While the word surveillance means to watch over, the panopticonembodies this concept as an all (pan) seeing (opticon) social discipline. Both a type of institutional building and a system of control designed by the English social theorist Jeremy Bentham in the 18th century, it is brought to life in the form of a central observation tower centered within a circle of prison cells. Panopticon architecture allows observation of occupants without their knowledge. At any one moment, prisoners will never know whether or not they are being watched by the panoptic all-seeing eye-in-the-sky. <i>Opticon</i> is inspired by these historic traces, along with the ongoing use, of the panopticon as a means of surveillance by disciplinarian societies.
My hope is to increase awareness of the scope and the dangers of this watching over, currently active as a massive government/corporate intrusion into our personal and civic lives.
* NPR, March 28, 2017
**The River Front Times, Luz María Henríquez, 7/13/2020
***Theory, Culture and Society 1998 15:67: page 69, “Surveilling the City: Whiteness, the Black Man and Democratic Totalitarianism”, John Fiske.
The following is from the essay “The Anatomy of Surveillance-Margaret Keller’s Surveillance Series” by Joe Kohlburn
Gallery 210 Catalog/Margaret Keller/Surveillance Series, University of Missouri-St. Louis, pp. 5, 10-12 , 2017, https://issuu.com/margaretkellerstudio/docs/catalog_gallery_210_10_5_17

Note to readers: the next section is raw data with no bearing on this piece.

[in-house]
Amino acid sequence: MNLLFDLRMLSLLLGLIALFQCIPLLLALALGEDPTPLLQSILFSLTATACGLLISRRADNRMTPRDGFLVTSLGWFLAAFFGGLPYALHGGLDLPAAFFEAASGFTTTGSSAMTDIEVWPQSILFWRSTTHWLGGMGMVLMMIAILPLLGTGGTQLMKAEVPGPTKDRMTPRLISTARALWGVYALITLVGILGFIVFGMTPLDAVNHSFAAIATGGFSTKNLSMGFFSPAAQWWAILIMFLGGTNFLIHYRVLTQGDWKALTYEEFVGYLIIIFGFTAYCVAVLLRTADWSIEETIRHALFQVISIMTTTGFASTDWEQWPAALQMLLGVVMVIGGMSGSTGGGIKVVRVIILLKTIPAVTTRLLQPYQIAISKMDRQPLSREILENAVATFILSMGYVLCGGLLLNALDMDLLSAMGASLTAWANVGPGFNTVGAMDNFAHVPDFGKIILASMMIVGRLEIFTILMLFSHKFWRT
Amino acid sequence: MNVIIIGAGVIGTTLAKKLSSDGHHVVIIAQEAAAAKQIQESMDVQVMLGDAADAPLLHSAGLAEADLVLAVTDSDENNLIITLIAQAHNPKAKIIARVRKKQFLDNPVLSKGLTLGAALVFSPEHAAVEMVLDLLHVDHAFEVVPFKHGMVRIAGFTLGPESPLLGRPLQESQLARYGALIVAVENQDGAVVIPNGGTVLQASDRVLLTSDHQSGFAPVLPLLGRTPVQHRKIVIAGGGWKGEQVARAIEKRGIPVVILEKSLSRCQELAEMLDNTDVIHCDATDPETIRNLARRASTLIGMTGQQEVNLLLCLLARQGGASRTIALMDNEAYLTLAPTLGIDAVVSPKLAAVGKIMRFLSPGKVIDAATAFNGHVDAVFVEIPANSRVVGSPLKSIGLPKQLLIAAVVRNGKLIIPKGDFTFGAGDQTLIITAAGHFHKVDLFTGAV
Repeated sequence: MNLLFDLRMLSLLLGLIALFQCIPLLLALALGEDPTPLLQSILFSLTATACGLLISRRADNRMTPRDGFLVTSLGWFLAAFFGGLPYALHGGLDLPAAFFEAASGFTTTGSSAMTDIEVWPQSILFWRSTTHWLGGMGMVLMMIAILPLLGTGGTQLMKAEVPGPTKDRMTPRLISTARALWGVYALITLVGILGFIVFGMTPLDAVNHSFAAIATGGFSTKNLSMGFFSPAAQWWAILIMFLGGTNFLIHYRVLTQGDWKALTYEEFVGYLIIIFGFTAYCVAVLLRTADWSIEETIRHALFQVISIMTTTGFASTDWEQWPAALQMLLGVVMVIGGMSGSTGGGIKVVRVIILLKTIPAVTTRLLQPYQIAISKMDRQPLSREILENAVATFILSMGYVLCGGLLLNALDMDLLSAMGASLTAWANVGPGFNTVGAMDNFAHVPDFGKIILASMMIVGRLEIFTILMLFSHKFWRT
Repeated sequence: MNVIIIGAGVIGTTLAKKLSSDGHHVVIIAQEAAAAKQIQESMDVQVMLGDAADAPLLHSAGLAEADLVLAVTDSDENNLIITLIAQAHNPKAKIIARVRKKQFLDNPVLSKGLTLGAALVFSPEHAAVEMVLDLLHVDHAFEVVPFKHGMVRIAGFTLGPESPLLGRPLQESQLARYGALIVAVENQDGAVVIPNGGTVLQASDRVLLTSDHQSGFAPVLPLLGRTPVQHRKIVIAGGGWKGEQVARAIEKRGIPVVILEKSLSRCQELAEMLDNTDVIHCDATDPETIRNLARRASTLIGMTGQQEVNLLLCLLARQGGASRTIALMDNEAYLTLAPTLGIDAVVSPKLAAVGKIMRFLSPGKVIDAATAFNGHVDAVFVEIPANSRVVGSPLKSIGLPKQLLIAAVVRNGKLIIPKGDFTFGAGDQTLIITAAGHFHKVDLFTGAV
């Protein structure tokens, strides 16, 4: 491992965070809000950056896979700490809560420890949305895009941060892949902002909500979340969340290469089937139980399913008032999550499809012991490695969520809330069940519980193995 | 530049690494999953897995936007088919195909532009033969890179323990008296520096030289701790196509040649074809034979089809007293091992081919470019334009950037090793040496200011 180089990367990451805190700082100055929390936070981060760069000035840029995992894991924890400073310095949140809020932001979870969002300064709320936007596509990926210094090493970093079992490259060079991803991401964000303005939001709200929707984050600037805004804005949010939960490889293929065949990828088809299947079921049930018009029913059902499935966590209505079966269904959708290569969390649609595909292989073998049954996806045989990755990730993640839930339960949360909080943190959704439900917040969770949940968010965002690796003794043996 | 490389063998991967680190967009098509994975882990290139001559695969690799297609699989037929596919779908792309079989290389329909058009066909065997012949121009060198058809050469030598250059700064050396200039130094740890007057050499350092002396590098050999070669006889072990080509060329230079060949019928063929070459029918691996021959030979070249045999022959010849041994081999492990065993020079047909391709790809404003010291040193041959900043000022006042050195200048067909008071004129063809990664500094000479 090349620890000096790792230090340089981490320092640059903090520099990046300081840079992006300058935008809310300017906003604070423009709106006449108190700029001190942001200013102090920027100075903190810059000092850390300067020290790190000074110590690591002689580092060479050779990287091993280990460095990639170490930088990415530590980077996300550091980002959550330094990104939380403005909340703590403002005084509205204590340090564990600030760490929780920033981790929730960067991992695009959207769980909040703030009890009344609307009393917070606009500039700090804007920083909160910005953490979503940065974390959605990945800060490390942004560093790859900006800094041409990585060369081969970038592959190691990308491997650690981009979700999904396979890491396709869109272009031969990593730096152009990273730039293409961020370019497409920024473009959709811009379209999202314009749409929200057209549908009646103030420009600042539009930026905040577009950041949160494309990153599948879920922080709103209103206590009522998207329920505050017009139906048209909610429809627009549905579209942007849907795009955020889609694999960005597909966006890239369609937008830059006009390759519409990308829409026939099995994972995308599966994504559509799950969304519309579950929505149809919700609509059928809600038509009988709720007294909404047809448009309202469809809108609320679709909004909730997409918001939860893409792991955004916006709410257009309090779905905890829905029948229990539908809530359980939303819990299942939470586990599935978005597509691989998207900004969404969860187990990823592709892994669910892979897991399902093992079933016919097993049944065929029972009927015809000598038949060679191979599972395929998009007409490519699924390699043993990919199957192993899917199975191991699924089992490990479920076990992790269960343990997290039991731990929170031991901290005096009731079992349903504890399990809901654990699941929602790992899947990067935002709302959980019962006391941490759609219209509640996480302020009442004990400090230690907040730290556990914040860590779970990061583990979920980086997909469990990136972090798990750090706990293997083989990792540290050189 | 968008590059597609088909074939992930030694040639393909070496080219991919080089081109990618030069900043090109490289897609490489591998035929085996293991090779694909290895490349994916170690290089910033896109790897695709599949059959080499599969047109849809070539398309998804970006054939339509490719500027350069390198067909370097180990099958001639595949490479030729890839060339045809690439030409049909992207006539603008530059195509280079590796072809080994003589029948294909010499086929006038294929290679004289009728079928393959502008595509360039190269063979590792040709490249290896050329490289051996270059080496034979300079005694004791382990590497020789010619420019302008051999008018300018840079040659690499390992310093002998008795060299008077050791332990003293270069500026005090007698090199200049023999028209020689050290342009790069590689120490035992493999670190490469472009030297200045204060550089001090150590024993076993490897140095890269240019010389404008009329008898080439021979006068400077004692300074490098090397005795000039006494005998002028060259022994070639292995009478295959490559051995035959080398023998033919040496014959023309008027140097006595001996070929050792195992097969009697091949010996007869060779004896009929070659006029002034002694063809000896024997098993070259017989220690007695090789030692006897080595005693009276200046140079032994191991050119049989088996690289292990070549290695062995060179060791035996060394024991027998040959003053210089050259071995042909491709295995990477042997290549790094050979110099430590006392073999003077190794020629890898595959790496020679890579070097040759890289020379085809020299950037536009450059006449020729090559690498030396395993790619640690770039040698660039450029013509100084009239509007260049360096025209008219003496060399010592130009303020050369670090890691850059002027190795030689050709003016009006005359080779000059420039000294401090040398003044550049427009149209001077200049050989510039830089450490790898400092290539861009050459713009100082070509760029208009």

“In Discipline and Punish: The Birth of the Prison,” Foucault outlines the means by which states exercise control through disciplinary and punitive mechanisms. Among the epistemological excavations in which Foucault engages, is the history of a late 18th century prison design by philosopher and social theorist Jeremy Bentham. The prison, called the Panopticon, consists of a tower surrounded by a ring of prison cells, built out like the axle and rim of a wheel . From the central tower, the prison guard can project a light into any of the surrounding cells. The inmates themselves are unable to judge with any certainty at whom the guard is actually looking. The guard could scrutinize the prisoner, or he could simply take a nap.
The effect, Foucault argues, is the same. The inmates are controlled not by actual surveillance, but by the internalized threat of being watched. The goal of the panopticon is to impose a built-in surveillor on the psyche, an efficient and existential dread. Each inmate carried the disembodied surveillor in his psyche, adding psychological chains to those around his wrists or ankles. Each action within the panopticon is governed by this persistent paranoia. Post Snowden, it’s easy to empathize with these prisoners, who might have been arrested for something as harmless as an unpaid debt. We presumably are innocent in the meantime. Foucault conceptualized the panopticon as a metaphor for state disciplinary power. Contemporary government surveillance has the added dimension of a Phillip K. Dick short story in which we are being punished for theoretical crimes we have not yet even contemplated.